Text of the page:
Explainer: how do our bodies balance themselves?Lauren Poppi, University of Newcastle and Alan Brichta, University of Newcastle
Balance is the vital sense that gives much-needed stability to our teetering, upright bodies. Good balance is usually associated with having stable posture, but it also has a lot to do with visual stability.
The importance of the balance system is shown by the vast number of connections it makes with the brain. These connections reveal that the forces of motion we create and encounter in the environment can go on to affect many parts of the brain, including those that control vision, hearing, sleep, digestion, and even learning and memory.
How does balance work?
Every sensory system uses detectors or receptors outside the brain to gather information about the environment. For example, the visual system uses light-sensitive receptors in the retina to detect visible light. The balance system relies on specialised motion-sensitive receptor cells in the inner ear.
While obviously associated with hearing, the inner ear is also the shelter for balance. It has a labyrinthine structure, made up of a series of fluid-filled canals and ducts. Within this labyrinth are five balance receptors that are ideally placed to detect different types of movement. There are three receptors for head rotation, another for horizontal acceleration, and one for vertical acceleration (or gravity).
Each balance receptor is an organ made up of thousands of cells with long hair-like projections. As a result of head movement, these so-called hair cells are excited when their projections are pushed in a particular direction by fluid called endolymph.
Movement of endolymph within the inner ear is complex. When you spin a bowl of water, for instance, the water takes time to “catch up” with the turning bowl. This lag is due to inertia and applies to all fluids, including endolymph.
When the head begins to move, the endolymph initially stays still. This actually translates to a fast relative movement of the endolymph in the opposite direction to the head. This relative movement excites the hair cells that are aligned to detect that particular head movement.
So in an elegant and precise way, endolymph and hair cells work in concert to provide a constant stream of information about head movement to the brain.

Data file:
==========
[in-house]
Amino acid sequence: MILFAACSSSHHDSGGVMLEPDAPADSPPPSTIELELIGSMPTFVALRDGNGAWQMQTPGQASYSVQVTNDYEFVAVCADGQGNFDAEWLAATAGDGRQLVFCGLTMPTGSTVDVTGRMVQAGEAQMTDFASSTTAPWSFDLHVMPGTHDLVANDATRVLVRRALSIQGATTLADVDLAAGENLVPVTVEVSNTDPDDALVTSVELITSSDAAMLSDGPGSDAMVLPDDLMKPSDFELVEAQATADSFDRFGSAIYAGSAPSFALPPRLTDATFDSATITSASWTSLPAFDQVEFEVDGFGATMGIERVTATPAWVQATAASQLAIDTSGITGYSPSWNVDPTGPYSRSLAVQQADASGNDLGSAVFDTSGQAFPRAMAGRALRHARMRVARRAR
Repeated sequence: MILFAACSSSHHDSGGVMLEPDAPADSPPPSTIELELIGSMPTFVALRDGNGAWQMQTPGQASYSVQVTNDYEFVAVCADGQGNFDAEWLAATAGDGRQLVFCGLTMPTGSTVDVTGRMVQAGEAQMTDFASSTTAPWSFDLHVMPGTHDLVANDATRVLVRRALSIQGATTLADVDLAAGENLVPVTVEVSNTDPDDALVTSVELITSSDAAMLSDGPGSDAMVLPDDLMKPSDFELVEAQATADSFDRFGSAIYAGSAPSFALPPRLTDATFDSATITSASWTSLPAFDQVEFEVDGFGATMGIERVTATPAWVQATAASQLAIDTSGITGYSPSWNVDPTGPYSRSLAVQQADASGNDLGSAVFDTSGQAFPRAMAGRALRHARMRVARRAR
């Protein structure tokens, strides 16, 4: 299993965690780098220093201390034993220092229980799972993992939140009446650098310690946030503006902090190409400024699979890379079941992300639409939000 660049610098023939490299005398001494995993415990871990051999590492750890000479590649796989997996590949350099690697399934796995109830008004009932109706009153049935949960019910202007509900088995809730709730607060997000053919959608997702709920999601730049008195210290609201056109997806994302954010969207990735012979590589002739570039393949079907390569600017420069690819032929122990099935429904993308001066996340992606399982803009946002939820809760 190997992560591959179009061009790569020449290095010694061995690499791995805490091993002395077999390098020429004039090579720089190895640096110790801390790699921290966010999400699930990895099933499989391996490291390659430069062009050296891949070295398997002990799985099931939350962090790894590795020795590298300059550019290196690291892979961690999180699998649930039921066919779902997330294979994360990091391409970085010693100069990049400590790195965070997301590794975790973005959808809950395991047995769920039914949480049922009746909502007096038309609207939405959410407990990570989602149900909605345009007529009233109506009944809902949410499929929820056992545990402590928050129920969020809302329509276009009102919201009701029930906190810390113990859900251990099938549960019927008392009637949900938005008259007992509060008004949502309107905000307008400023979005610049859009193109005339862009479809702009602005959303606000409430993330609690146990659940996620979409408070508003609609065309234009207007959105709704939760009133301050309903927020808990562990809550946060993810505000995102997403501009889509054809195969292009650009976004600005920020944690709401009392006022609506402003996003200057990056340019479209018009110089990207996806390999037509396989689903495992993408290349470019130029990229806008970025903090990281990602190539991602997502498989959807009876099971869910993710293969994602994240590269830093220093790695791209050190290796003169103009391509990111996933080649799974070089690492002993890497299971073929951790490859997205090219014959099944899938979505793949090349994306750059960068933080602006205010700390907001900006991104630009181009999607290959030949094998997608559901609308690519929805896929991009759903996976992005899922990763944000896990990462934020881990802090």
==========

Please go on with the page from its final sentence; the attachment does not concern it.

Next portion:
The inner ear balance organs are remarkable in their ability to detect head movements both small and large, fast and slow, and in any direction. The brain uses signals from the organs to orchestrate a suite of balance reflexes that control our muscles, right down to our toes!
However these reflexes not only control our muscles of posture but our eye muscles as well. Together, these reflexes underlie our ability to remain upright with stable vision in an ever-changing and ever-moving physical environment.
Why doesn’t our vision bounce up and down when we jog?
Maintaining our upright posture is an obvious job for our exquisitely sensitive and responsive balance system. However, it also has a profound effect on the control of our eye movements. The up-down movement generated when walking or jogging would have a destabilising effect on our vision.
Like footage from a hand-held camera, even a simple jog along a flat path or a smooth road would result in unstable and shaky images. When watching hand-held camera footage, it can be unpleasant and difficult to focus on stationary objects like trees because they are moving too violently.
But what about our eyes? Thankfully, our visual field is remarkably stable when we jog. This is due to a reflex most of us take for granted, called the vestibulo-ocular reflex.
The vestibulo-ocular reflex is one of the fastest and most active reflexes in the human body. It uses head movements detected by the inner ear to generate compensatory eye movements that are equal – but opposite in direction – to head motion. This subconscious, ongoing adjustment of eye position results in a stable visual field, despite significant movement of the head.
What happens when balance goes wrong?
For many, the idea of suddenly losing a sense like vision or hearing is terrifying (and rightly so), and a sudden loss of your sense of balance would be similarly catastrophic.
Initially, a debilitating and frightening dizziness would prevent you from completing even simple daily tasks without falling over. The worst symptoms would subside with time as you begin to rely more heavily on other senses such as vision. But even a partial loss of the vestibulo-ocular reflex would mean stopping and standing still every time you wanted to recognise a face or read the price of a grocery item.
The fact that we are almost totally unaware of this elegant reflex is evidence of the superb, undercover work the balance system does for us. It not only allows us to walk without falling over, but also gives us a constant and reliable view of a beautifully changing world.